A Girl Named Zippy ***** by Haven Kimmel
Haven Kimmel, aka Zippy, tells her story about life in a small town~ Mooreland, Indiana, population 300, in early 70’s. Born in 1965, she chronicles her early years with her third-grade wisdom and observations that made me laugh out loud. There are pictures included in this book from an old photo album at the beginning of each chapter which led me to include some of my family photos, since I’m just a few years older than Zippy.
“Her daddy calls her ‘Zippy’ after a little chimpanzee he saw roller-skating on television. The monkey was first in one place and then zip! in another.”
On Zippy’s 2nd Birthday:
“Still no words from our little Zippy. She is otherwise a delight and a very sweet baby. I have turned her life over to God, to do with as He sees fit. I believe He must have a very special plan for her, because I’m sure that terrible staph infection in her ear that nearly killed her when she was a newborn must have, as the doctors feared, reached her brain. She is so quiet we hardly know she is here, and so unlike many of our friends, we can speak freely in front of her without fear she will repeat us. Little Becky Dawson walked up to Agnes Johnson in church last Sunday and called her Broad As A Barn. You know she heard that at home.”
Zippy’s first words were not spoken until four months before her third birthday. Her dad decided she had her bottle long enough and told her it was time to give it up. Her first words ever spoken: “I’ll make a deal with you. If you let me keep it, I’ll hide it when company comes and I won’t tell no-body.” Her mother’s response, “Now that we know she can talk, all I can say is: dear God. Please give that child some hair. Amen.”
The photo on the right was taken in 1966, when I was 5. My sister & I have birthdays two days apart (I am three years older) so we usually shared a birthday cake~ don’t you just love her smile? The photo on the left was taken in 1970 at my grandmother’s house and my brother is in this photo.
There are lots of school experiences and friends Zippy mentions in this book:
In kindergarten, her end-of-the-year report card said: “Is disruptive in class. Colors outside the lines. Talks out of turn.” When Zippy shows it to her parents, her mother says. “Good for you, sweetheart.” And her dad gives her a little pat on the back.
“I was disliked by all my teachers for reasons that were completely mysterious to me, but even in that dubious category, Dana excelled. She was disliked more passionately, sometimes even inciting our teachers to violence, which I had yet to do.”
With Christmas approaching, Zippy talks to her dad about presents~her dad tells her when he was growing up during the depression, he was happy to get an orange:
“This was the most insane piece of news I had ever heard in my life. An orange was the opposite of a present; it was no different than saying, ‘I was happy just to get a baked potato,’ or ‘I was happy just to have a floor.’ I felt a little shiver in my shoes. I would never be happy to get an orange.”
I have to say that this is the limit of my musical ability. . .but I did love that banjo!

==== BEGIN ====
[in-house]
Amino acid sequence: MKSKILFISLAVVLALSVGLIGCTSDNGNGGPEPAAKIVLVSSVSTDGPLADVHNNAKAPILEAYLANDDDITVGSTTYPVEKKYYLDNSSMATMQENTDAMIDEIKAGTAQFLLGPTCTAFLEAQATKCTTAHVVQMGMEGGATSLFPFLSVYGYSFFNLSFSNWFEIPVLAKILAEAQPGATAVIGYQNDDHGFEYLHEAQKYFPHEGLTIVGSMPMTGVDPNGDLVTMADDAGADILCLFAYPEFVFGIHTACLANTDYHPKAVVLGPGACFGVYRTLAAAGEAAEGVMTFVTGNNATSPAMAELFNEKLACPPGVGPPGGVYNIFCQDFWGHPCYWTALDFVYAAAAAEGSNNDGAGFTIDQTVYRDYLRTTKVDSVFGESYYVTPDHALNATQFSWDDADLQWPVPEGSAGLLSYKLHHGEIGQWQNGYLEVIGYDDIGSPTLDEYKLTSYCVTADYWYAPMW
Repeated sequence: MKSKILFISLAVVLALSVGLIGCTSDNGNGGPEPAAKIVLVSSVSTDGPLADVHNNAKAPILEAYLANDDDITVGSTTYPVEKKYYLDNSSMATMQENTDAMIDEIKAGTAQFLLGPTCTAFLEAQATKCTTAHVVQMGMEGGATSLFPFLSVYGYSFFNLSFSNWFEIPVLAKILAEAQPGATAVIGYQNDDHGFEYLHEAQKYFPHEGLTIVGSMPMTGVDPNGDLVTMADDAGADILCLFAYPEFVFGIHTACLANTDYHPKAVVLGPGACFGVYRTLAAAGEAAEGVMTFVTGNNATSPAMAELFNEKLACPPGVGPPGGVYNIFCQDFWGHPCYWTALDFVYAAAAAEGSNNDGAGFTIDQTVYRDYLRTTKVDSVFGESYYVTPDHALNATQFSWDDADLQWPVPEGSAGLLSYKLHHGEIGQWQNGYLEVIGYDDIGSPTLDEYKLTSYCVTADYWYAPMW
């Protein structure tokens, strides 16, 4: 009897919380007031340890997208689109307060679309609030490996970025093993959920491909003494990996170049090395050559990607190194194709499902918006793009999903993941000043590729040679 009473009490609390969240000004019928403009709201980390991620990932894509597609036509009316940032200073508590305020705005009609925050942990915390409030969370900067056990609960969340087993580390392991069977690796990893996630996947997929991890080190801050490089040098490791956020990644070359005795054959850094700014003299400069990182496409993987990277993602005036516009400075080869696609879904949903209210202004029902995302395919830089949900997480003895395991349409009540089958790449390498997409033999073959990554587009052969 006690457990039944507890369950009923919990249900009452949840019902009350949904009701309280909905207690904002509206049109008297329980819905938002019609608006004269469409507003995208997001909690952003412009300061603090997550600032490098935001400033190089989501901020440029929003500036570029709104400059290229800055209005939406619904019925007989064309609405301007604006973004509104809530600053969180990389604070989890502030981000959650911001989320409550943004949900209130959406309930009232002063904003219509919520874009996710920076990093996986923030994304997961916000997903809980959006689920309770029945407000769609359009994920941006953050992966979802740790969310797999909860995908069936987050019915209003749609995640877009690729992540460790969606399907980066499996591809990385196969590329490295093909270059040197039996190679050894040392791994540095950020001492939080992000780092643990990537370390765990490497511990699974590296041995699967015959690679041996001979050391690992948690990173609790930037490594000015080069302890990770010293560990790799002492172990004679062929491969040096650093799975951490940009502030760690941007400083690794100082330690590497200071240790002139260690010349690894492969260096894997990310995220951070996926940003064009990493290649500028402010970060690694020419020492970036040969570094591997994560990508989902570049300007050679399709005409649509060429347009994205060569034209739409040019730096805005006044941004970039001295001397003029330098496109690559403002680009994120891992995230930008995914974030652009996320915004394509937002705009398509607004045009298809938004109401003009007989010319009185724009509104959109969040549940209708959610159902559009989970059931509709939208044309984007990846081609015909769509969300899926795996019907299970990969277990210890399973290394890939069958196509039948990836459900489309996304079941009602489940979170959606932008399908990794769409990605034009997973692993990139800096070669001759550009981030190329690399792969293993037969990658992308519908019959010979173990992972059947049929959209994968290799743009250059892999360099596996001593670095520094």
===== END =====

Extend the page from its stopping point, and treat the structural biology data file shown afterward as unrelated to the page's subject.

The Jarvis family has lots of pets that gives Zippy fits and great stories:
“When I was born we had two dogs: the great, noble, and legendary German shepherd, Kai; and Tiger, who some sort of beagle-shaped zeppelin with unusual bowel function and tragically short legs.”
I couldn’t help but notice our dog Rascal, looks a lot like Tiger, without the tragically short legs. (I can’t comment on the bowel function, since he was always outside :)
(I’m happy to report that I don’t have a list of things lost by my father gambling…)
“We went out to visit three of Julie’s horses, Rebel, Diablo, and Mingo. Mingo was Julie’s favorite of all the horses, even though he was criminally insane.”
Instead of Rebel, Diablo & Mingo, we rode Tony, Sugarfoot & Prince, and later on Smokey, when we went to visit my grandparents in Mississippi each summer.
Zippy has a fondness for freezing-cold Cokes, which was a real treat for us when we visited my grandparents~ I don’t know if it was the fact that they were so cold, or it was that Mississippi was always so hot!
Zippy rides her bike everywhere. . .Her fondness for bicycle rodeo has her constantly visiting the emergency room. She is most often riding to drugstore to order lemon phosphates at the soda fountain.
Thinking of the soda fountain and her fondness of Cokes & Ice Cream, I thought I would make some Coke Floats. . .
Zippy introduced me to Sugar~Cream Pie which I was totally unfamiliar with and had to google. . . I found this.
Sugar Cream Pie Recipe Here
I read the reviews & comments on this pie and followed a recommendation to bake it 15 minutes longer than the recipe called for (keeping the crust covered the entire baking time) and to leave it in the oven for 15 minutes after turning the oven off, as recommended. I added 1 T of vanilla and a pinch of salt as well. I was in a hurry and burning daylight to get these photos, but if I had to do it over, I would blast the top with a torch like creme brulee to carmelize the sugar a little bit. I have to say, I’m more a cake than pie person, but this was very good and surprisingly easy.
“Laced with fine storytelling, sharp wit, dead-on observations, and moments of sheer joy, Haven Kimmel’s straight-shooting portrait of her childhood gives us a heroine who is wonderfully sweet and sly as she navigates the quirky adult world that surrounds Zippy.” ~Broadway Books